SYDNEY, Dec 15 (Reuters) - Rio Tinto locked in $4.4 billion in financing on Tuesday to fund a massive expansion of a copper mine in Mongolia and a final decision whether to proceed with construction will be made in the first half of 2016.
The underground expansion of the Oyu Tolgoi mine is one of three big growth projects for Rio Tinto, on even as the sector cuts spending to weather a downturn in commodities prices.
“This agreement has been more than four years in the making and it is one of the most significant agreements of its type in the metals and mining industry,” Rio Tinto copper chief Jean-Sebastien Jacques told reporters on a call.
Rio Tinto and other big mining houses such as BHP Billiton and MMG Ltd are amassing vast copper holdings in a push to capture a greater chunk of the $140 billion world market in an attempt to be ready for a turnaround in the metal’s fortunes that most believe is years away.
Separately and in joint ventures, the companies intend to mine millions of additional tonnes of copper over the coming decade.
Jacques said Australian, Canadian and U.S. export agencies joined 15 international financial institutions in making up the financing for the Oyu Tolgoi expansion.
Open pit mining of Oyu Tolgoi, in the south Gobi desert, began more than two years ago, but work on the underground mine was stalled amid disputes over taxes and construction costs, which were resolved earlier this year.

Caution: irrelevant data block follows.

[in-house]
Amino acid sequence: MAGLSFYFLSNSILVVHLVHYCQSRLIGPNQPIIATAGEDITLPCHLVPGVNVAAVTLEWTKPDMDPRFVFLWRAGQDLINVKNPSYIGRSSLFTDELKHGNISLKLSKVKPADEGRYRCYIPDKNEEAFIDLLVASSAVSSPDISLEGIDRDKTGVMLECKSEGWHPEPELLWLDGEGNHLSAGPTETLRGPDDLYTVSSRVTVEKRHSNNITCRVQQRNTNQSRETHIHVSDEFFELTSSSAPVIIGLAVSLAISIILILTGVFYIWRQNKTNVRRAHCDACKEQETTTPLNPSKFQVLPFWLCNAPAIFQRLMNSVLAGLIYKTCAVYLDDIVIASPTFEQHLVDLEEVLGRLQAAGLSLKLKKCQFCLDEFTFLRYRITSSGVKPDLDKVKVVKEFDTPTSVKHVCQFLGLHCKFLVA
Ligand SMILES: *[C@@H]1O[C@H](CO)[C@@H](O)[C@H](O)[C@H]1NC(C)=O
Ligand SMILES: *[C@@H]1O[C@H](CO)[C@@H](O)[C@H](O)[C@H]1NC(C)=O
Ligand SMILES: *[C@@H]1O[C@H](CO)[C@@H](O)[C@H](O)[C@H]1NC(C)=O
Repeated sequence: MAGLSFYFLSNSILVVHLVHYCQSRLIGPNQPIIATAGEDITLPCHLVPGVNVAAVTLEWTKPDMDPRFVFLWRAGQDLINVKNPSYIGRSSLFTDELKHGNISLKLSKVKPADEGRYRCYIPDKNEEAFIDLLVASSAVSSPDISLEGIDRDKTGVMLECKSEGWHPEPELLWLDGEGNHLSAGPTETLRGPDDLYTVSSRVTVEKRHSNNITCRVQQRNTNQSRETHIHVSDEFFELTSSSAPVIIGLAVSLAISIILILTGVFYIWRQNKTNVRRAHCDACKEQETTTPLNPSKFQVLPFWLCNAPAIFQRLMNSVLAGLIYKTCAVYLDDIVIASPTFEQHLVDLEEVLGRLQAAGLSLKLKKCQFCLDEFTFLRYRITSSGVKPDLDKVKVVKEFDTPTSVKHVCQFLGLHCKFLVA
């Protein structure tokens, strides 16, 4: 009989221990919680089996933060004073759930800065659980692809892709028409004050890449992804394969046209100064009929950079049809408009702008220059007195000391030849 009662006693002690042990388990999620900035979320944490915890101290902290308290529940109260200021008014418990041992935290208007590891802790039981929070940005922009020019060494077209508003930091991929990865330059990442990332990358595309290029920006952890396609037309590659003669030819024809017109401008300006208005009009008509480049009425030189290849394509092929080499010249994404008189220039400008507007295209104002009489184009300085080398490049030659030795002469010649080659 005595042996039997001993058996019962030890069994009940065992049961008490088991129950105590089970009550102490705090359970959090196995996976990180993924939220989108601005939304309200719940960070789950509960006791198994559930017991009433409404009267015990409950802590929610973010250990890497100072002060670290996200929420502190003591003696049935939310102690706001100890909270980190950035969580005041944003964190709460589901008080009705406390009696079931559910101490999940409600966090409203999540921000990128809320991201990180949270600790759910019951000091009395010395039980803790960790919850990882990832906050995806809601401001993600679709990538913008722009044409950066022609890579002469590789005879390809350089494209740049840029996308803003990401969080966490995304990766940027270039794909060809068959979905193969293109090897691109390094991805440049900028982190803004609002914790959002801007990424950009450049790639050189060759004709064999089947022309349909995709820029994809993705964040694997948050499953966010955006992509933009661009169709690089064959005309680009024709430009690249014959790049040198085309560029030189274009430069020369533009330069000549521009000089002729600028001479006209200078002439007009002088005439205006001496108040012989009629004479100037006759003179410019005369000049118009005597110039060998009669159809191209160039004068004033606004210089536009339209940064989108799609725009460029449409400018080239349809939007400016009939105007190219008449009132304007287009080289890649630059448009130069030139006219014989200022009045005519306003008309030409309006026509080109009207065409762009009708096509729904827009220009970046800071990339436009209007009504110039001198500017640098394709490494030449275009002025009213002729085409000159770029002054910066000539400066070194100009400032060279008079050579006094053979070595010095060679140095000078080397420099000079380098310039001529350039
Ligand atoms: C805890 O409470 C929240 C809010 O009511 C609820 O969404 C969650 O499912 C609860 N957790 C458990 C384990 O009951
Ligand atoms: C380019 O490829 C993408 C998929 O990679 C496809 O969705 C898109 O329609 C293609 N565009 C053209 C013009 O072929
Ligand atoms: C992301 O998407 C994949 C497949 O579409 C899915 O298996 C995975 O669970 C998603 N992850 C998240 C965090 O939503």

The expansion will dig more than 200 km (125 miles) of tunnels to access 25 billion pounds of copper and 12 million ounces of gold reserves, making Oyu Tolgoi the world’s third largest copper and gold mine.
Rio Tinto is operator of the mine, which is 66 percent owned by Rio’s Turquoise Hill arm and 34 percent owned by the Mongolian government.
Initial production from the underground part of the mine is still five to seven years away, long enough, Jacques said, for the copper market to turn from surplus to deficit.
Copper is trading near its lowest in six years, weighed down by a global supply glut.
“As and when the Oyu Tolgoi underground is running, we expect the market to be in a structural deficit,” Jacques said.
“From our perspective Oyu Tolgoi will be part of the solution to provide the copper that is required in China or any part of the world at that point in time,” he said.
Reporting by James Regan and Sonali Paul; Editing by Michael Perry